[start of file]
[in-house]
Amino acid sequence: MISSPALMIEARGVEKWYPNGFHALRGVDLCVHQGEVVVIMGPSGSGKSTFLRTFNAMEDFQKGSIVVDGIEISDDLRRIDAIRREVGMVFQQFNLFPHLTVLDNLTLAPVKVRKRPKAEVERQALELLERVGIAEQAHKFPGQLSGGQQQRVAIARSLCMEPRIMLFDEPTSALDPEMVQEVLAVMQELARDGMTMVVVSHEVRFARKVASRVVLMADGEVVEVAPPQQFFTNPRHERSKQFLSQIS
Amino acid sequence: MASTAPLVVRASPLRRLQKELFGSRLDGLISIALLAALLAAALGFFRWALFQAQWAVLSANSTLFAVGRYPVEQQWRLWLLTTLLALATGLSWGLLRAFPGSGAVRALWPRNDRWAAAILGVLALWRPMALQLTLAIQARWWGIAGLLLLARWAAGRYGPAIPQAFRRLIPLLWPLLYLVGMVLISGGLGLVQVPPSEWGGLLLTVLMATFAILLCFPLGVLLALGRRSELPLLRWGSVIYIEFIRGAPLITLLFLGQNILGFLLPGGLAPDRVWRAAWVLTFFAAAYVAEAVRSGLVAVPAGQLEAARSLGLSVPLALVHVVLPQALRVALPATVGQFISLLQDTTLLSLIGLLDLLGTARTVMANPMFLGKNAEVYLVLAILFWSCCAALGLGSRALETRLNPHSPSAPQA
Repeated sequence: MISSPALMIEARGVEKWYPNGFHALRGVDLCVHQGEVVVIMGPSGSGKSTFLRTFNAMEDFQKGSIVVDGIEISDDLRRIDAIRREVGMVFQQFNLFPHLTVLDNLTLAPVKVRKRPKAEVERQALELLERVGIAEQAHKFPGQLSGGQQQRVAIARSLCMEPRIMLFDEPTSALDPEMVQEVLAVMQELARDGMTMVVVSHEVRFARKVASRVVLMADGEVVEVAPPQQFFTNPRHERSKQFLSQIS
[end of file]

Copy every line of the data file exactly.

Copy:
[in-house]
Amino acid sequence: MISSPALMIEARGVEKWYPNGFHALRGVDLCVHQGEVVVIMGPSGSGKSTFLRTFNAMEDFQKGSIVVDGIEISDDLRRIDAIRREVGMVFQQFNLFPHLTVLDNLTLAPVKVRKRPKAEVERQALELLERVGIAEQAHKFPGQLSGGQQQRVAIARSLCMEPRIMLFDEPTSALDPEMVQEVLAVMQELARDGMTMVVVSHEVRFARKVASRVVLMADGEVVEVAPPQQFFTNPRHERSKQFLSQIS
Amino acid sequence: MASTAPLVVRASPLRRLQKELFGSRLDGLISIALLAALLAAALGFFRWALFQAQWAVLSANSTLFAVGRYPVEQQWRLWLLTTLLALATGLSWGLLRAFPGSGAVRALWPRNDRWAAAILGVLALWRPMALQLTLAIQARWWGIAGLLLLARWAAGRYGPAIPQAFRRLIPLLWPLLYLVGMVLISGGLGLVQVPPSEWGGLLLTVLMATFAILLCFPLGVLLALGRRSELPLLRWGSVIYIEFIRGAPLITLLFLGQNILGFLLPGGLAPDRVWRAAWVLTFFAAAYVAEAVRSGLVAVPAGQLEAARSLGLSVPLALVHVVLPQALRVALPATVGQFISLLQDTTLLSLIGLLDLLGTARTVMANPMFLGKNAEVYLVLAILFWSCCAALGLGSRALETRLNPHSPSAPQA
Repeated sequence: MISSPALMIEARGVEKWYPNGFHALRGVDLCVHQGEVVVIMGPSGSGKSTFLRTFNAMEDFQKGSIVVDGIEISDDLRRIDAIRREVGMVFQQFNLFPHLTVLDNLTLAPVKVRKRPKAEVERQALELLERVGIAEQAHKFPGQLSGGQQQRVAIARSLCMEPRIMLFDEPTSALDPEMVQEVLAVMQELARDGMTMVVVSHEVRFARKVASRVVLMADGEVVEVAPPQQFFTNPRHERSKQFLSQIS